As employers welcome the new financial year, they need to make sure they are up to speed with the 1 July changes to the Fair Work regime to ensure they are fulfilling their obligations to employees.

The Fair Work Act 2009 (FW Act) requires the FWC to conduct an annual national minimum wage review. This year, the commission's Expert Panel for annual wage reviews (the Panel) chose to increase the national minimum wage by 3.3% (AU$22.20 a week or 59 cents an hour) to AU$694.90 a week (AU$18.29 an hour). Modern award increases to wages and allowances have also been applied.

The wage increase took effect on 1 July 2017 and impacts the employers of over 2.3 million Australian workers who are paid at the national minimum wage or are covered under a modern award.

While pay rates will not need to rise where an employer is already paying well above the new minimum wage, employers paying at, or close to, minimum award wages should ensure that they have reviewed their award coverage and whether the changes affect their pay rates.

The FW Act's high-income threshold has also increased from AU$138,900 to AU$142,000 (HIT). Where an employee is covered by a modern award and an employer provides a written undertaking guaranteeing annual earnings will be on or above the HIT, the modern award terms will not apply. However, these employees remain "covered" by the award and may still access unfair dismissal provisions

Employers should also be aware that unfair dismissal remedies have become more costly. The maximum amount of compensation an employee can recover in successful unfair dismissal proceedings has been increased from AU$69,450 to AU$71,000.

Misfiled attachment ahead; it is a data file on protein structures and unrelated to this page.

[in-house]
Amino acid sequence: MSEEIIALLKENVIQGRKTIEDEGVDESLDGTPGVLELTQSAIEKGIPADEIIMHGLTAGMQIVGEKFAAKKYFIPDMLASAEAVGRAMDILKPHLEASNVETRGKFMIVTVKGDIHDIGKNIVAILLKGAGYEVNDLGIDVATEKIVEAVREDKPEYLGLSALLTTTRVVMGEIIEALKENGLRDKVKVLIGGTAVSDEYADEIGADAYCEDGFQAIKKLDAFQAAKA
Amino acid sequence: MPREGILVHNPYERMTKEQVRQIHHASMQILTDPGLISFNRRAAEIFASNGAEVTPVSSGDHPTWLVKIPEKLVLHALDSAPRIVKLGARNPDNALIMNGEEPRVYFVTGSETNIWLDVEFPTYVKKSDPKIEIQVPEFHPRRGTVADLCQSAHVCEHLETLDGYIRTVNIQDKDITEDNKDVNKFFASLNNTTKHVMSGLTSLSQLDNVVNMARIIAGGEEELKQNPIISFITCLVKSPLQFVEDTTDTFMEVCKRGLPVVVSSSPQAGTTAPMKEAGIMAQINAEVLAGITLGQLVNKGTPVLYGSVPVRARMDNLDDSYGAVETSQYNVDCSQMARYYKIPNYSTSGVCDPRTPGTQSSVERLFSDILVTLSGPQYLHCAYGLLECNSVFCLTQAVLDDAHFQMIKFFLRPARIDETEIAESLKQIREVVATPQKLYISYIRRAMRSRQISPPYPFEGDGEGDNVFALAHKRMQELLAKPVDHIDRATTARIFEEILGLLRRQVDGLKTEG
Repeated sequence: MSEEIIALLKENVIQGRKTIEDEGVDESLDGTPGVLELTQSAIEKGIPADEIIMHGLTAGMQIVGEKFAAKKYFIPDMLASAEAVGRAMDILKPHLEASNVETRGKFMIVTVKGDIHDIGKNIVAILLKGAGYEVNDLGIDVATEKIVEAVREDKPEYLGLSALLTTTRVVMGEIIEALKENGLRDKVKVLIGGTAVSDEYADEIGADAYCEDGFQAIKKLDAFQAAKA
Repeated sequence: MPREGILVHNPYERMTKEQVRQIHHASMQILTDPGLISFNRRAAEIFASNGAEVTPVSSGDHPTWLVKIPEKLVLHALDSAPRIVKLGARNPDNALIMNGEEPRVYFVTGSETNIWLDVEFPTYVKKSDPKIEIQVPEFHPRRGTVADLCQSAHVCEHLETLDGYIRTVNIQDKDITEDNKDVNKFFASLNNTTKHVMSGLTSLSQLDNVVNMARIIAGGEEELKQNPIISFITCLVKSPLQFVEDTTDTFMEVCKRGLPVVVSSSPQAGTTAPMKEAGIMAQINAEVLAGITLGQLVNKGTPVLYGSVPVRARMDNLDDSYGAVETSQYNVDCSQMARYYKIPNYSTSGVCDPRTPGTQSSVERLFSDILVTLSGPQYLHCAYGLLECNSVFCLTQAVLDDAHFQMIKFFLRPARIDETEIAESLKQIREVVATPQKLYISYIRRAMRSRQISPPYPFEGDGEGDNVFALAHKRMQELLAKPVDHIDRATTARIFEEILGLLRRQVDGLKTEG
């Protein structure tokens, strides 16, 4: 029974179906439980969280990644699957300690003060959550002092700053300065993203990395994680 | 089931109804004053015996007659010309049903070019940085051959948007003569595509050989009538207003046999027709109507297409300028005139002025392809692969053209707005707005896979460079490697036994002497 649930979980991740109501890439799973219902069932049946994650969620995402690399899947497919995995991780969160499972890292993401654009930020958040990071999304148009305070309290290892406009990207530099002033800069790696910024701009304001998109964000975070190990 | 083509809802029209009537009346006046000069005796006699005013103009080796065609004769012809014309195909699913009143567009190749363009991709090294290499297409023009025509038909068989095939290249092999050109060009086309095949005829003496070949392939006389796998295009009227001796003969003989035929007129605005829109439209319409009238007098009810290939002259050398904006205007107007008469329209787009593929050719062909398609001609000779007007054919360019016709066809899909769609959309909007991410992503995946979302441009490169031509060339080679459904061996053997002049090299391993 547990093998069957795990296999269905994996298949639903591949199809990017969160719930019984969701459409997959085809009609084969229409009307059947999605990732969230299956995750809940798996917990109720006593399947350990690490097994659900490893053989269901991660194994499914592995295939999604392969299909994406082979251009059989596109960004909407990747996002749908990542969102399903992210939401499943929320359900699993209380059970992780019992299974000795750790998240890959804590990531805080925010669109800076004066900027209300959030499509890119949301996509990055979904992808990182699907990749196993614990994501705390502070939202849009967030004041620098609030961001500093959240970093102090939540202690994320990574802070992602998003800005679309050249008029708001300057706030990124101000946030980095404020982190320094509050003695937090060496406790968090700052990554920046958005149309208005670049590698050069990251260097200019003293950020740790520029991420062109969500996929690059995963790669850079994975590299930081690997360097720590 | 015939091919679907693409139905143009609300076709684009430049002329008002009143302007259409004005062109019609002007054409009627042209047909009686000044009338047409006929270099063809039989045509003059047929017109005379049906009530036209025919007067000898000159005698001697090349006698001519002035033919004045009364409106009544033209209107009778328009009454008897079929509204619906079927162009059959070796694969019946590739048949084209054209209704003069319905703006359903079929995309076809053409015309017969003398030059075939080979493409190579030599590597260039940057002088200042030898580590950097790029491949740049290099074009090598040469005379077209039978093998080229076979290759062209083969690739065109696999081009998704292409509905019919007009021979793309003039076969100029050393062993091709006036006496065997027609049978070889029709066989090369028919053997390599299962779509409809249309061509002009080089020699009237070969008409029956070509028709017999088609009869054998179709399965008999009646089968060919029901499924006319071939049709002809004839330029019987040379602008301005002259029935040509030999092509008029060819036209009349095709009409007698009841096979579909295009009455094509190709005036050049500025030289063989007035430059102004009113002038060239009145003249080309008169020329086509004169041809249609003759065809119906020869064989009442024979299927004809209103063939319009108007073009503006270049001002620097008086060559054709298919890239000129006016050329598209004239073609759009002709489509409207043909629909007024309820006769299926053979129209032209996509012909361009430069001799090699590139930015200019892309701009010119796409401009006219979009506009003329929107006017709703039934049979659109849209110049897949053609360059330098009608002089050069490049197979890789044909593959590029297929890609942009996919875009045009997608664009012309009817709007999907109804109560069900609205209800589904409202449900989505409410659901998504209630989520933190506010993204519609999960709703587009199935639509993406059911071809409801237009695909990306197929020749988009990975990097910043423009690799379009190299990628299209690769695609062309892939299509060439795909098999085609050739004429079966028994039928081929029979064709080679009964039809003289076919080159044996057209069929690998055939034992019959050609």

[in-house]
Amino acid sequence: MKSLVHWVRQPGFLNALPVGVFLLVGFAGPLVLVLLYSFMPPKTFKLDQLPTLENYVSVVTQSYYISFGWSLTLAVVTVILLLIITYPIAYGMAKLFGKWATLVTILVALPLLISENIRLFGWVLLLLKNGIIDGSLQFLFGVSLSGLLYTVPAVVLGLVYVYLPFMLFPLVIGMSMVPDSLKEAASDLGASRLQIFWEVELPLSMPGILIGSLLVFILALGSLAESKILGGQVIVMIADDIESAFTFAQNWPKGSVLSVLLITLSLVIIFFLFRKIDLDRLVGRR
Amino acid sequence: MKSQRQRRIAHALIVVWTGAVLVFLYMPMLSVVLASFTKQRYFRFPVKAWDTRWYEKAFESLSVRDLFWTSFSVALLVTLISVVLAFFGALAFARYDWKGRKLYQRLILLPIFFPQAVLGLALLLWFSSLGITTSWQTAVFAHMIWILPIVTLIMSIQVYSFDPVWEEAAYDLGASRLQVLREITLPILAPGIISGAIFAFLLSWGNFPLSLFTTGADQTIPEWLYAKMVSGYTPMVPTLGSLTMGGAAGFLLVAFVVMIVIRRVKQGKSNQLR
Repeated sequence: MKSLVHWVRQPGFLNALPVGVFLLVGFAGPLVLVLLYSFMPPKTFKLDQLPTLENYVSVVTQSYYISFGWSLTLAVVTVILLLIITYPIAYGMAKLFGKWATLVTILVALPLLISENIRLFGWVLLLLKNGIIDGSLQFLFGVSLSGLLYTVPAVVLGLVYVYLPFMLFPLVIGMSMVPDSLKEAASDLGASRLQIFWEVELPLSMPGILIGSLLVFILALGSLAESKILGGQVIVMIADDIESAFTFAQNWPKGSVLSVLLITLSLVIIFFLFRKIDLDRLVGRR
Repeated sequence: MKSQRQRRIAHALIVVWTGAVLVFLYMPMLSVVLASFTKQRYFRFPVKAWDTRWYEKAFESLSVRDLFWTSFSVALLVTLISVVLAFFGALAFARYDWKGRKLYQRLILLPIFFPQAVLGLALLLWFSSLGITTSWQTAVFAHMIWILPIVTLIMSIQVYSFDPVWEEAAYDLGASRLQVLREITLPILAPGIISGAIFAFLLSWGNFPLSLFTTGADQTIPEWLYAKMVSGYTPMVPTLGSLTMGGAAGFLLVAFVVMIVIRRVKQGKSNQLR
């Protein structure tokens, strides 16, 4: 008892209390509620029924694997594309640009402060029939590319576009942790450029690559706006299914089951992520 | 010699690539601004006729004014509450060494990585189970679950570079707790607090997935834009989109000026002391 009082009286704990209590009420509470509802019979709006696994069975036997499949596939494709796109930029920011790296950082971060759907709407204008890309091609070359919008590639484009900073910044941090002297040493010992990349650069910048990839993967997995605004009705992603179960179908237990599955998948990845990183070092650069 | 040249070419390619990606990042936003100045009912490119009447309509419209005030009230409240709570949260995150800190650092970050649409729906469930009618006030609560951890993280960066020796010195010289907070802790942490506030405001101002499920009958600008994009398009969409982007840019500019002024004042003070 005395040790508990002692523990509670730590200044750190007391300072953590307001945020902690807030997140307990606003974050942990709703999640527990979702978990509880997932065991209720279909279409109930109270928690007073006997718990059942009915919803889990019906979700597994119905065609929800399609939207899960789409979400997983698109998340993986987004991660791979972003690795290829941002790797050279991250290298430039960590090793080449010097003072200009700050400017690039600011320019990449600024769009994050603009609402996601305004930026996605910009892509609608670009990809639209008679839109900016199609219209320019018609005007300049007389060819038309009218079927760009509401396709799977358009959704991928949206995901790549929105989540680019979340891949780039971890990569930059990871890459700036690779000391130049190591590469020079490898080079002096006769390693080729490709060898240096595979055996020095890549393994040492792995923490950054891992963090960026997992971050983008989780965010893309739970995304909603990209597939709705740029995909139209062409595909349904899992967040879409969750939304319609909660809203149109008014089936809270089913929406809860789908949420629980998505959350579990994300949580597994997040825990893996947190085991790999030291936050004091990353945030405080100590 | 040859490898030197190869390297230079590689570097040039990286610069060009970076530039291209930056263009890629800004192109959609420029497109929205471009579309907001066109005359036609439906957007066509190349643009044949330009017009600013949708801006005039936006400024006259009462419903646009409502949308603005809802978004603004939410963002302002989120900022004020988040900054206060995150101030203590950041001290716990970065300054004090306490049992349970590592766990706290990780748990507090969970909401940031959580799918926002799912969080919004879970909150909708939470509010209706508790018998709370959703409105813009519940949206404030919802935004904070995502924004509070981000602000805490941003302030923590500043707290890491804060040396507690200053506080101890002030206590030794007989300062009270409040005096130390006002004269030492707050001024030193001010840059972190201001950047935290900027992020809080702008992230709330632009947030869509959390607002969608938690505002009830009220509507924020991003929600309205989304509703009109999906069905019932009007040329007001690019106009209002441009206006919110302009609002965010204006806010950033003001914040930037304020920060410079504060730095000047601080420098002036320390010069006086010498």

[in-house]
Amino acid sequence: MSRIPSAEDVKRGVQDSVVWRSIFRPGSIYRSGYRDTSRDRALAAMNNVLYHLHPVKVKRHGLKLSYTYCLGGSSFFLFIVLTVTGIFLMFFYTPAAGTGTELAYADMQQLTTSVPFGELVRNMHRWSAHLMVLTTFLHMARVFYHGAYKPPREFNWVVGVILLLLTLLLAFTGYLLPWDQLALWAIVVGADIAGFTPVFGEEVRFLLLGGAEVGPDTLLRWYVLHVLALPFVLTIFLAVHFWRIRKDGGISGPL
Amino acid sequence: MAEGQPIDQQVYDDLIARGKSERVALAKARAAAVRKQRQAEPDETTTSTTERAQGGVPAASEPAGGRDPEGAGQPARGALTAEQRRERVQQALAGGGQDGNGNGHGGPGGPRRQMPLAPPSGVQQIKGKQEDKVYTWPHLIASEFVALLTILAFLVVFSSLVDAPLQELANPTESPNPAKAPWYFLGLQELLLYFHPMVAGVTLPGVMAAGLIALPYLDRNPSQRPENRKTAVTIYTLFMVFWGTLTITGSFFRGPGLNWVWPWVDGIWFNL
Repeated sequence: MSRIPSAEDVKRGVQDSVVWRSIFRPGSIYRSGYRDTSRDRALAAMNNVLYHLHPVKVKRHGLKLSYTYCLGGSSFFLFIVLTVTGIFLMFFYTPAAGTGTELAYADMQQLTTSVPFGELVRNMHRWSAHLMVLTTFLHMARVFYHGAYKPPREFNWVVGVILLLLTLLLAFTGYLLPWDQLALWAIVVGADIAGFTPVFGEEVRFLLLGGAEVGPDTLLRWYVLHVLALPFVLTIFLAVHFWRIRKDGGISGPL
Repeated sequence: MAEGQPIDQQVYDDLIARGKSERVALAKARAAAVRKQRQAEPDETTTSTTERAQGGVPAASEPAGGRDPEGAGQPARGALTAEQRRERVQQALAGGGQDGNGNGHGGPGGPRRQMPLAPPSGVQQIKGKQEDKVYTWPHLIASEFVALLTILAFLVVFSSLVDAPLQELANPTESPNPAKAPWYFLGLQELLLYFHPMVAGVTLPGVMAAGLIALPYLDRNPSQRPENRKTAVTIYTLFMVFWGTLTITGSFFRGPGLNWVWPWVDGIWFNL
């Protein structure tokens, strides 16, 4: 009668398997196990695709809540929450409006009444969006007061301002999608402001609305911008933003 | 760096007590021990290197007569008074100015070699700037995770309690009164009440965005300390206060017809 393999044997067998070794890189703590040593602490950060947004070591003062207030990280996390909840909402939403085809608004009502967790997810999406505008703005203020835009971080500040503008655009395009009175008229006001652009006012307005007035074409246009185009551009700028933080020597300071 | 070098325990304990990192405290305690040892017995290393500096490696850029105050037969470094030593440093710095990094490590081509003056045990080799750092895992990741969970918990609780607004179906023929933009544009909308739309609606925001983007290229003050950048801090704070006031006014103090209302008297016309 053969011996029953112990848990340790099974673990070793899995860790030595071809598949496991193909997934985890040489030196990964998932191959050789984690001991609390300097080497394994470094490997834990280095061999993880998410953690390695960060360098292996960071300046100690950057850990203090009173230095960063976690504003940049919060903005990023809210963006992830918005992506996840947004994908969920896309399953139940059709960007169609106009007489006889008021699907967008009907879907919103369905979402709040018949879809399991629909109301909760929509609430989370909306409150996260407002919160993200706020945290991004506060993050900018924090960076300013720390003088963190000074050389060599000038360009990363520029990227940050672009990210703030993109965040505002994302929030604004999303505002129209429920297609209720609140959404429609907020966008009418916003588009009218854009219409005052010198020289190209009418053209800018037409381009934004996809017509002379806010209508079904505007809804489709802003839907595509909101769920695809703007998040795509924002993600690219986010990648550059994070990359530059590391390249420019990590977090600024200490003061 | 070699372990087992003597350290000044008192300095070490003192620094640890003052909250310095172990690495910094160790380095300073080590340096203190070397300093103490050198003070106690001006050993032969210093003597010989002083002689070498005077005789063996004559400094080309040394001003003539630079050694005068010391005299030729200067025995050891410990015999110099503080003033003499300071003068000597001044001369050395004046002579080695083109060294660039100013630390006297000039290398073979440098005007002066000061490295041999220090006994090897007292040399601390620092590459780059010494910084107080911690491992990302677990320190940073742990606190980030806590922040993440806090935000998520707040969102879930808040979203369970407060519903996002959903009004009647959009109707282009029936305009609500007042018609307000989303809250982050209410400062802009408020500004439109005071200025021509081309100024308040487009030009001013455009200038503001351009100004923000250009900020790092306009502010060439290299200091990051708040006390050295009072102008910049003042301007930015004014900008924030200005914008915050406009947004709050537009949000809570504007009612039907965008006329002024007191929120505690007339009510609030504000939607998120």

The penalty unit under the Crimes Act 1914 (Cth), on which FW Act civil penalties are based, has also increased as of 1 July 2017 from AU$180 to AU$210. For example, this means the maximum civil penalties that can be imposed for a breach of the adverse action provisions have increased for an individual from AU$10,800 to AU$12,600 and for a company from AU$54,000 to AU$63,000 (which is in addition to any compensation that may be awarded to the individual).

Lastly, the recent landmark decision of the Full Bench of the FWC handed down on 5 July 2017 has determined a casual conversion clause will be included in 85 modern awards that do not currently contain such a provision. While the draft model clause has not yet been finalised, it currently has the following features:

  • A qualifying period of 12 calendar months
  • During the qualifying period the casual employee must have worked a pattern of hours on an ongoing basis which, without significant adjustment, could continue to be performed full time or part time
  • The employer must provide all casual employees with a copy of the clause within the first 12 months after their initial engagement
  • A conversion may be refused on the following grounds:
  1. It would require a significant adjustment to the employee's hours of work to accommodate them full time or part time
  2. It is known or reasonably foreseeable that their position will cease to exist or the employee's hours will significantly change or be reduced within the next 12 months
  3. Other reasonable grounds based on facts that are known or reasonably foreseeable.